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The School recognises the need
to remain proactive to changes in
healthcare provision and the evolving
role of physiotherapy practice. It
also appreciates the pivotal role of
research and a sound evidence base,
in underpinning professional and
educational developments.
Five year strategic plan
The School of Physiotherapy's five-year
strategic plan was launched in May 2014.
There have been several key advances
since the strategy's implementation.
The Irish Society of Chartered
Physiotherapists' (ISCP) re-accreditation
of the RCSI BSc Physiotherapy
programme took place on September
22 and 23, 2014. During a two-day visit,
the ISCP accreditation team, consisting
of national and international academic
and clinical members, met with the
Dean, staff and students of the School
of Physiotherapy and clinical staff and
students in Beaumont Hospital.
At the end of the process, the
Accreditation Board notified the School
that they would be recommending
re-accreditation of the RCSI BSc
Physiotherapy programme for another
five years. The excellent quality
of students and graduates of the
physiotherapy programme and the
quality assurance process for both clinical
and academic aspects of the programme
were commended. The School was also
commended for actively responding to
changes in the educational environment,
including the use of technology-
enhanced learning.
Initiatives and placements
A simulated education initiative was
piloted in the BSc Physiotherapy
curriculum (cardiorespiratory module) in
collaboration with the Health Professions
Education Centre (HPEC) to develop
students' skills in the assessment and
treatment of patients in the critical care
environment. Student feedback was
very positive and the initiative will be
formalised for the next academic year.
In recognition of the increasing demands
on current clinical capacity, new clinical
placement opportunities were developed
in the Rotunda and Connolly hospitals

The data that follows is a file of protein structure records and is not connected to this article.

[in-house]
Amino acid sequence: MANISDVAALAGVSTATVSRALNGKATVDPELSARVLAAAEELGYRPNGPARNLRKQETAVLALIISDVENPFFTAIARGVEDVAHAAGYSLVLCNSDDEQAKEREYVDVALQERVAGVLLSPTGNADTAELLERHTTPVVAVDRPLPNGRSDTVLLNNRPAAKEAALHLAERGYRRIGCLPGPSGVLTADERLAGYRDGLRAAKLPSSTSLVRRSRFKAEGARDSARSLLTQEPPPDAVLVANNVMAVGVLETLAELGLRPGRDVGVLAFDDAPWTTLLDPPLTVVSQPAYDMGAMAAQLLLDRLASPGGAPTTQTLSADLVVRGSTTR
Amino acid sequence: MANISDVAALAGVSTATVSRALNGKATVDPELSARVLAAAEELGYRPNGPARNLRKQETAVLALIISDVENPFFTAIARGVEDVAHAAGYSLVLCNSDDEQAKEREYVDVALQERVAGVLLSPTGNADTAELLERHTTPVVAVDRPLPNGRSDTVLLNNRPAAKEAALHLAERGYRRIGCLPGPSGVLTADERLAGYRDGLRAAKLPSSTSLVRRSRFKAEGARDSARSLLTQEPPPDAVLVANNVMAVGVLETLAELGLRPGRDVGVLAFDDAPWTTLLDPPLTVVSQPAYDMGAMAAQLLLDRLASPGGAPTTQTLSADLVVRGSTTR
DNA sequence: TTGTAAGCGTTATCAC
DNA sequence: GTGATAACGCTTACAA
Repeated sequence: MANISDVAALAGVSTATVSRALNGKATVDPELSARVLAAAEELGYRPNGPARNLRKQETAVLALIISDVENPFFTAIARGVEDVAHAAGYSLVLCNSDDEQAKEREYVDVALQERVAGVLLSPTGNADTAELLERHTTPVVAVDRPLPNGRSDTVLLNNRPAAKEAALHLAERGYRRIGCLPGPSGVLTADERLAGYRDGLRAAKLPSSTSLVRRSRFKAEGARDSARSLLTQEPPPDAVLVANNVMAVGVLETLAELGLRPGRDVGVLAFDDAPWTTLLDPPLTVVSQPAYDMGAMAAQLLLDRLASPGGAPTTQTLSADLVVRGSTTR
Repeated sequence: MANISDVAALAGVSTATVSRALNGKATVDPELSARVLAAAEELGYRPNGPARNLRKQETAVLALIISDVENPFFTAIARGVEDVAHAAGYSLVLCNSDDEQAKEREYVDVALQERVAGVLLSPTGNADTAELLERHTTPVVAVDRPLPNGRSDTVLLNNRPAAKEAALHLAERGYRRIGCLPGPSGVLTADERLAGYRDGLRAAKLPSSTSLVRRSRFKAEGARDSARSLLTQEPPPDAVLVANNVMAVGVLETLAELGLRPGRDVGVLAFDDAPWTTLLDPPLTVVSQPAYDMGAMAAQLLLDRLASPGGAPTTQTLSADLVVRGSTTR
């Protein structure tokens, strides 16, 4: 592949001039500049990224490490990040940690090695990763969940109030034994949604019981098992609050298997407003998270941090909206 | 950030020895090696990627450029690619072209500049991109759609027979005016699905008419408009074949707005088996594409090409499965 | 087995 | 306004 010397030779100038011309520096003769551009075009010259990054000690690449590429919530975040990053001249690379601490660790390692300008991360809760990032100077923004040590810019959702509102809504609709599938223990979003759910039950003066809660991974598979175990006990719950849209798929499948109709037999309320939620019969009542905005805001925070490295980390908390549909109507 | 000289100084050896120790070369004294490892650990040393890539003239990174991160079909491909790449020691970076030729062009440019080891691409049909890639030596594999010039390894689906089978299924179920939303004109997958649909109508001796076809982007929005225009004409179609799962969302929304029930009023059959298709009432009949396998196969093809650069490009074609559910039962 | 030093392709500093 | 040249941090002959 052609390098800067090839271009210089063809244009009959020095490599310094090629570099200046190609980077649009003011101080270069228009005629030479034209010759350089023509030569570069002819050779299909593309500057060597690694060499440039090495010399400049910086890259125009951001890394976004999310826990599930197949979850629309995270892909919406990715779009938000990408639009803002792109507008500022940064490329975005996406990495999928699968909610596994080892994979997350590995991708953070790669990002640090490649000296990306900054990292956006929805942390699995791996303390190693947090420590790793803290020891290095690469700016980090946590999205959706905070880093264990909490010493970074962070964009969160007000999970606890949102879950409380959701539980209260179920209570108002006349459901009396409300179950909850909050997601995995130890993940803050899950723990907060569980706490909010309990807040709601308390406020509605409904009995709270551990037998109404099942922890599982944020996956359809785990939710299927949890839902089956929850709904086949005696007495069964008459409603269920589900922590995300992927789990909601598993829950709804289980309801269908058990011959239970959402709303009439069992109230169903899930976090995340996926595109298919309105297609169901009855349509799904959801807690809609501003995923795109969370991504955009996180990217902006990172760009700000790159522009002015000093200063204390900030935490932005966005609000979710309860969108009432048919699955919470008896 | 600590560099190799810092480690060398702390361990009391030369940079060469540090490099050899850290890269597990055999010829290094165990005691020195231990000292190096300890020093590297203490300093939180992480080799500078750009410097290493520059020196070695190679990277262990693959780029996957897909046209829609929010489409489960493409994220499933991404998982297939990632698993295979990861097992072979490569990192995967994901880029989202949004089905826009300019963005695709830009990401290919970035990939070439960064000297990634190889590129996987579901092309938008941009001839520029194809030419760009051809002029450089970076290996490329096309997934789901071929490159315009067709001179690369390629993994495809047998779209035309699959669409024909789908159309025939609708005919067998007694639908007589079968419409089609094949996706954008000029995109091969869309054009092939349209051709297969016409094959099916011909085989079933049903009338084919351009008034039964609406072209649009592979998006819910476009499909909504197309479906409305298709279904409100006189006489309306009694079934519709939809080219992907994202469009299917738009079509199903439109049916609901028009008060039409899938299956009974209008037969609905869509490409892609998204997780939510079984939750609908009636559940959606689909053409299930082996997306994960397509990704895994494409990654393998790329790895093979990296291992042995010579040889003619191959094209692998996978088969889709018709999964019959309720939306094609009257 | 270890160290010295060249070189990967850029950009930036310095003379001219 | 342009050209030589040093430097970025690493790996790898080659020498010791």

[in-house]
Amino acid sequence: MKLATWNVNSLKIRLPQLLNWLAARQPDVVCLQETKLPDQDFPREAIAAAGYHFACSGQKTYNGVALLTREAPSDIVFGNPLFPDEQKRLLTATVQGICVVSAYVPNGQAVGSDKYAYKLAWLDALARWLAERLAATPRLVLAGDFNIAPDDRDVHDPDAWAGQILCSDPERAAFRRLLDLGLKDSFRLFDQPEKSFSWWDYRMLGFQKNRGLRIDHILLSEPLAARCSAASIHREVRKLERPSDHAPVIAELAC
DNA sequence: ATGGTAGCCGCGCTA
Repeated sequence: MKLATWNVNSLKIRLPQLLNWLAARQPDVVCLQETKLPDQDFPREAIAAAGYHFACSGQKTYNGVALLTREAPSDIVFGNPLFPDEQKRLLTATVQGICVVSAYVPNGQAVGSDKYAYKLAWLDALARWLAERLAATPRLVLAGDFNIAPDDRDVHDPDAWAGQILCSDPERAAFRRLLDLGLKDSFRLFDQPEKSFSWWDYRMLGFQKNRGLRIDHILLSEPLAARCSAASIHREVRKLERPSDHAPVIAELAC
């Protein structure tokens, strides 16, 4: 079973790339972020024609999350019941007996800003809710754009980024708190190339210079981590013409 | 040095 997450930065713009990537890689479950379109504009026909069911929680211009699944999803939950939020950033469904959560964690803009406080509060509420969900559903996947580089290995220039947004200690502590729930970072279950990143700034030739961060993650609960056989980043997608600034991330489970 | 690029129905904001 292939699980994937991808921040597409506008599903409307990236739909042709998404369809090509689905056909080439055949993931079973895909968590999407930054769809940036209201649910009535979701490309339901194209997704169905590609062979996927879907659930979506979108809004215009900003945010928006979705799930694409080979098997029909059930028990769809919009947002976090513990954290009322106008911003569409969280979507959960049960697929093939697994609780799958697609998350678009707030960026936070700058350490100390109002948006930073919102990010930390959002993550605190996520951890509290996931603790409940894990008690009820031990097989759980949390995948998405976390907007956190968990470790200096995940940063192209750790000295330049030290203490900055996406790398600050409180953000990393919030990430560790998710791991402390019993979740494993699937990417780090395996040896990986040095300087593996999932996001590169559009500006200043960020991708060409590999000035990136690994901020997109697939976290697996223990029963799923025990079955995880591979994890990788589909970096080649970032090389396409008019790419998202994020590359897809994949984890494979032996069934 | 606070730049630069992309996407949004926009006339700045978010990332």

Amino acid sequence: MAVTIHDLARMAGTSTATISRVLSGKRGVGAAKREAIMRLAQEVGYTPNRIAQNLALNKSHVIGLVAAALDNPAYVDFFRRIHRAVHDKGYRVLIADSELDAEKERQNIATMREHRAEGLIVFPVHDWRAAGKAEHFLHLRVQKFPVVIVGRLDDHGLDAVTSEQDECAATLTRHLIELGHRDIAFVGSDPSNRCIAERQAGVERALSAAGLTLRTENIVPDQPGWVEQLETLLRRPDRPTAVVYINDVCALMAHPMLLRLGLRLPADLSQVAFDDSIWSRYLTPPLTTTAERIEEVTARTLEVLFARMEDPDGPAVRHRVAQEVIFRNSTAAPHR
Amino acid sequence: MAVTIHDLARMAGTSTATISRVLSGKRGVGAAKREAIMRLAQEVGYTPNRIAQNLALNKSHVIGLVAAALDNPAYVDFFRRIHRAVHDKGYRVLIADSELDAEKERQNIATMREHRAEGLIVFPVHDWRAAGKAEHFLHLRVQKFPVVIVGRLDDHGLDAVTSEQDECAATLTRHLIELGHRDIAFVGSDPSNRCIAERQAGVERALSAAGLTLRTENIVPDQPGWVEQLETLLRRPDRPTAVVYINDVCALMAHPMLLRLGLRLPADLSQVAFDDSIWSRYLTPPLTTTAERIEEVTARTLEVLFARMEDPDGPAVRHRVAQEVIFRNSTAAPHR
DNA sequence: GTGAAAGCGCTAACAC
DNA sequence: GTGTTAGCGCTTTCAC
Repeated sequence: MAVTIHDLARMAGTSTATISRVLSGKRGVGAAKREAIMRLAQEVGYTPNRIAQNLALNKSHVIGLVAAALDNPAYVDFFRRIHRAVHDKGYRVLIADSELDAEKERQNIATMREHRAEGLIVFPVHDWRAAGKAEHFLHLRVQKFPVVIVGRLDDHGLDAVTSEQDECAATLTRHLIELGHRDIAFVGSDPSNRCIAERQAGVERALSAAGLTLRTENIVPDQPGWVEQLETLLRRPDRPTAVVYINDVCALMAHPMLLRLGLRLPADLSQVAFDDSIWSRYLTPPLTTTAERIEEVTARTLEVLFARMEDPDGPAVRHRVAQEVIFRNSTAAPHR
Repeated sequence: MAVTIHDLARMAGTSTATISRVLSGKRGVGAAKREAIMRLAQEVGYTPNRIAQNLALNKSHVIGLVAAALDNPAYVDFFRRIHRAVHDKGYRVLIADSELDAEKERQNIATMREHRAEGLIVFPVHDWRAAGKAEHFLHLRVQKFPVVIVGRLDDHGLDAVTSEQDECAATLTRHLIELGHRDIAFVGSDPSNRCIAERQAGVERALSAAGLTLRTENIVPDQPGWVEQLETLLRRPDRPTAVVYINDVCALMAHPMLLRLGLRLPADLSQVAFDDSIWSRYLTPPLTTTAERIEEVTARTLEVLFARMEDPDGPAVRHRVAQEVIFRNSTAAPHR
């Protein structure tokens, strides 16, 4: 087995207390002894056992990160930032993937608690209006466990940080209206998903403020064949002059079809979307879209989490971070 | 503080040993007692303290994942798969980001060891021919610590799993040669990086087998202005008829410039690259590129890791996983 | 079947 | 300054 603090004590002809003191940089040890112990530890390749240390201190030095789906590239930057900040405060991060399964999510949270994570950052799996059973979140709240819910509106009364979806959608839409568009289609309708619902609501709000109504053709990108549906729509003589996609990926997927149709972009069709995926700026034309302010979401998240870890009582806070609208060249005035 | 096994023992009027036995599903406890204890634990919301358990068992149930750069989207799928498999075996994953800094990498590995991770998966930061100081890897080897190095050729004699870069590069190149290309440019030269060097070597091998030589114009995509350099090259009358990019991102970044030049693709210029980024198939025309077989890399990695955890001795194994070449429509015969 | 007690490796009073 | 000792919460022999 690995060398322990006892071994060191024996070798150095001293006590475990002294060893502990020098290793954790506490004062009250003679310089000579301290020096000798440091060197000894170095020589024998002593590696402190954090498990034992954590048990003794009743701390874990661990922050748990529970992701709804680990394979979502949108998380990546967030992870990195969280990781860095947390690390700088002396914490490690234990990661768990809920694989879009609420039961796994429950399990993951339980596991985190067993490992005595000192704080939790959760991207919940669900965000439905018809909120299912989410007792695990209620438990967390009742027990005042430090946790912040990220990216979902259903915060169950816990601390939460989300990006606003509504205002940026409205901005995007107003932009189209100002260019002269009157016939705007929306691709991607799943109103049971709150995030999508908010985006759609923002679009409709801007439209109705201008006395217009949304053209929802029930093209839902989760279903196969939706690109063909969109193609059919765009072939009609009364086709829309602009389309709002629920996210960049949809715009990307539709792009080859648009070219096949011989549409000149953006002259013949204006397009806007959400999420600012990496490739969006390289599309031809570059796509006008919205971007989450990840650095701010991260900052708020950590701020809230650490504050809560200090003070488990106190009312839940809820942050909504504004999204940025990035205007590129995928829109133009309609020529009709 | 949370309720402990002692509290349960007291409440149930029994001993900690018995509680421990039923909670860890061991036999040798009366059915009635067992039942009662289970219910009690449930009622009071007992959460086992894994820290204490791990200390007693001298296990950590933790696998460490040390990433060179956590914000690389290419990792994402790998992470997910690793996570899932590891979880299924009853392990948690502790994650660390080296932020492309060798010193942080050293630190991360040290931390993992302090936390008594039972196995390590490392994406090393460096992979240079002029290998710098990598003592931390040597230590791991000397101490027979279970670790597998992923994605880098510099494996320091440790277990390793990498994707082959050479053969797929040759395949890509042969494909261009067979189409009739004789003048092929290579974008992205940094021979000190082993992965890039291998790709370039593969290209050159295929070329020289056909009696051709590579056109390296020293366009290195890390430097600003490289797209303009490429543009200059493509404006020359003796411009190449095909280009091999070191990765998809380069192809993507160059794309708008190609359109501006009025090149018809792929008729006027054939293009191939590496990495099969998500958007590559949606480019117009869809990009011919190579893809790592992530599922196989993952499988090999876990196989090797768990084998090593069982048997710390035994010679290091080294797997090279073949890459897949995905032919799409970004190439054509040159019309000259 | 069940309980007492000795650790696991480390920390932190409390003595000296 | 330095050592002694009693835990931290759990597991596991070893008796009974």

and in primary care sites, expanding the
variety of clinical placement opportunities
available to students.
Research activity
The School of Physiotherapy's Research
Strategy was completed and its
implementation is ongoing with a
particular emphasis on building research
networks and increasing funding
Research is a fundamental part of
contemporary physiotherapy clinical
practice and the School was successful
in receiving funding from a number of
agencies including: the Health Research
Board; the Disability Authority; the Irish
Research Council; and the Irish Society of
Chartered Physiotherapists.
Additionally, Paul Kirwan will investigate
the use of eccentric exercises and topical
glyceryl trinitrate (GTN) in the treatment
of mid-portion Achilles tendinopathy.
Rory O'Sullivan will conduct a cohort
study on the progression of crouch gait in
diplegic cerebral palsy.
Professor Marie Guidon,
Head of the School of Physiotherapy
The School of Physiotherapy's vision is to be recognised as a leading centre
for physiotherapy education, research and scholarly activity. It aims to educate
professionally safe, competent, reflective and analytical physiotherapists
who possess a sound scientific knowledge base. It also aims to provide these
physiotherapists with an understanding of the value of research and analysis, to
ensure they are responsive to the needs of clients and carers, and are aware of
the dynamic diversity of healthcare environments in which they practice.
Research is a
fundamental part of
physiotherapy clinical
practice and the
School was successful
in receiving funding
from a number of
Dr Helen French instructs undergraduate
physiotherapy students in a practical teaching session.